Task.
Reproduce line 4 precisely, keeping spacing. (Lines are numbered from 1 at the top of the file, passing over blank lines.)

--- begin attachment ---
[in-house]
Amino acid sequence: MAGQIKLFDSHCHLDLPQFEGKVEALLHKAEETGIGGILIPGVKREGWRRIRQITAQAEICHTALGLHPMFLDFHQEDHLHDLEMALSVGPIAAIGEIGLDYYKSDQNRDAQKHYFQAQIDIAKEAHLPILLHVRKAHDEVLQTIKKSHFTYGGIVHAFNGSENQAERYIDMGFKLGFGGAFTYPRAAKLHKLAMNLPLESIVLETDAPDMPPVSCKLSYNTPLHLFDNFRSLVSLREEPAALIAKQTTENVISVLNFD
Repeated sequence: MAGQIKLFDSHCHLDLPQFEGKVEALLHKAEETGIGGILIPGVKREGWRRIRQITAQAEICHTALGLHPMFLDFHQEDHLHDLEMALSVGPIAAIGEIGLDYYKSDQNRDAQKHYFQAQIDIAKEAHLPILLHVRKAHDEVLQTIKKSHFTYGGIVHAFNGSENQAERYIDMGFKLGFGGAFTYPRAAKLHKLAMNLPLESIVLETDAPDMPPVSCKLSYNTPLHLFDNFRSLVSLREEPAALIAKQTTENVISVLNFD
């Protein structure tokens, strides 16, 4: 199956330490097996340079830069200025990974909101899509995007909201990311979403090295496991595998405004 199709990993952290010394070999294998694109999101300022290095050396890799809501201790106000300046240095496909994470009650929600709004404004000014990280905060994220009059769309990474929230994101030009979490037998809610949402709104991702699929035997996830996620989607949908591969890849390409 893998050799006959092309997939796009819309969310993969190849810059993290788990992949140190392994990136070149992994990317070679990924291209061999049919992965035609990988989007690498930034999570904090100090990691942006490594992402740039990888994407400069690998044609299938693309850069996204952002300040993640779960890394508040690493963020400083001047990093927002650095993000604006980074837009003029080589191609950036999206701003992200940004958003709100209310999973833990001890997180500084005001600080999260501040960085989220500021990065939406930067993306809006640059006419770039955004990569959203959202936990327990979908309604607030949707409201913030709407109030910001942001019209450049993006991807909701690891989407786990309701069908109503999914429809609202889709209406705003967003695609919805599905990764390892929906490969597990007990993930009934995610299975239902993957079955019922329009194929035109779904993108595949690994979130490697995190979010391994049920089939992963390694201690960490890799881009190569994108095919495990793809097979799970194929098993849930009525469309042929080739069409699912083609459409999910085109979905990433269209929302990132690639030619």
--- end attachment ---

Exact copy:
């Protein structure tokens, strides 16, 4: 199956330490097996340079830069200025990974909101899509995007909201990311979403090295496991595998405004 199709990993952290010394070999294998694109999101300022290095050396890799809501201790106000300046240095496909994470009650929600709004404004000014990280905060994220009059769309990474929230994101030009979490037998809610949402709104991702699929035997996830996620989607949908591969890849390409 893998050799006959092309997939796009819309969310993969190849810059993290788990992949140190392994990136070149992994990317070679990924291209061999049919992965035609990988989007690498930034999570904090100090990691942006490594992402740039990888994407400069690998044609299938693309850069996204952002300040993640779960890394508040690493963020400083001047990093927002650095993000604006980074837009003029080589191609950036999206701003992200940004958003709100209310999973833990001890997180500084005001600080999260501040960085989220500021990065939406930067993306809006640059006419770039955004990569959203959202936990327990979908309604607030949707409201913030709407109030910001942001019209450049993006991807909701690891989407786990309701069908109503999914429809609202889709209406705003967003695609919805599905990764390892929906490969597990007990993930009934995610299975239902993957079955019922329009194929035109779904993108595949690994979130490697995190979010391994049920089939992963390694201690960490890799881009190569994108095919495990793809097979799970194929098993849930009525469309042929080739069409699912083609459409999910085109979905990433269209929302990132690639030619």